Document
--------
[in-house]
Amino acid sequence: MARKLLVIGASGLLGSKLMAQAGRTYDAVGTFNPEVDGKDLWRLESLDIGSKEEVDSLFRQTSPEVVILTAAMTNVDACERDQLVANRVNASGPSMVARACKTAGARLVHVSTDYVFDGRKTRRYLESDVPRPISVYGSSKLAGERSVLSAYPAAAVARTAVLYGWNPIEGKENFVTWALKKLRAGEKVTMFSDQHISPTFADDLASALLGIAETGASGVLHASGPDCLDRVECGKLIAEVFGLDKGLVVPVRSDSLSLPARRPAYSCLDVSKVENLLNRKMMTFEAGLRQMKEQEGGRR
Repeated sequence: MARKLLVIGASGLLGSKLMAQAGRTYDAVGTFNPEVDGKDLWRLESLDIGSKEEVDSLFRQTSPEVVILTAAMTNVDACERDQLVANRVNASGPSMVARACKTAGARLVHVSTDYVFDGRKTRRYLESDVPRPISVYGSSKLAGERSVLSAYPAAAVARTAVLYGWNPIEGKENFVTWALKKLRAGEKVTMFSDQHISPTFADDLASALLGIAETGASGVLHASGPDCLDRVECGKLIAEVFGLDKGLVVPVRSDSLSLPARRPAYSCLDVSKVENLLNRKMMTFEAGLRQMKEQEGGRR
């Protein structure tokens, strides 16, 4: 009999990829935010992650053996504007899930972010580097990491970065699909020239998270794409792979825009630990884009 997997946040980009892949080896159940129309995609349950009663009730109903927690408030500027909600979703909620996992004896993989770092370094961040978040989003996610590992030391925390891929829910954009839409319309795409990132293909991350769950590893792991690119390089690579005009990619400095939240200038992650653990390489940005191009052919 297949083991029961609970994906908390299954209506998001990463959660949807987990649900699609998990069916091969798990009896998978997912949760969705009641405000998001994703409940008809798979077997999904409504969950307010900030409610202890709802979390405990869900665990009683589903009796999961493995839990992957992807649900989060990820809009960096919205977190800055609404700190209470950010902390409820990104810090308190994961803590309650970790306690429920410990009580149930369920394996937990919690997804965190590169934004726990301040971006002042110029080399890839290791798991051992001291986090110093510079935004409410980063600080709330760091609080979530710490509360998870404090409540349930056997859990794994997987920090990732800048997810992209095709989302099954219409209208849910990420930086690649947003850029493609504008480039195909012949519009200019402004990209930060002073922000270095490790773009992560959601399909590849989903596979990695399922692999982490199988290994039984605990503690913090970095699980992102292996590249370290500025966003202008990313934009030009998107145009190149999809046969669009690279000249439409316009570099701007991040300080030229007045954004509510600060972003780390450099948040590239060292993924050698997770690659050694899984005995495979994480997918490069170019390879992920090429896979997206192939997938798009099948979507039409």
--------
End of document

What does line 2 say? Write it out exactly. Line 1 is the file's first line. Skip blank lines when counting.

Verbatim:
Amino acid sequence: MARKLLVIGASGLLGSKLMAQAGRTYDAVGTFNPEVDGKDLWRLESLDIGSKEEVDSLFRQTSPEVVILTAAMTNVDACERDQLVANRVNASGPSMVARACKTAGARLVHVSTDYVFDGRKTRRYLESDVPRPISVYGSSKLAGERSVLSAYPAAAVARTAVLYGWNPIEGKENFVTWALKKLRAGEKVTMFSDQHISPTFADDLASALLGIAETGASGVLHASGPDCLDRVECGKLIAEVFGLDKGLVVPVRSDSLSLPARRPAYSCLDVSKVENLLNRKMMTFEAGLRQMKEQEGGRR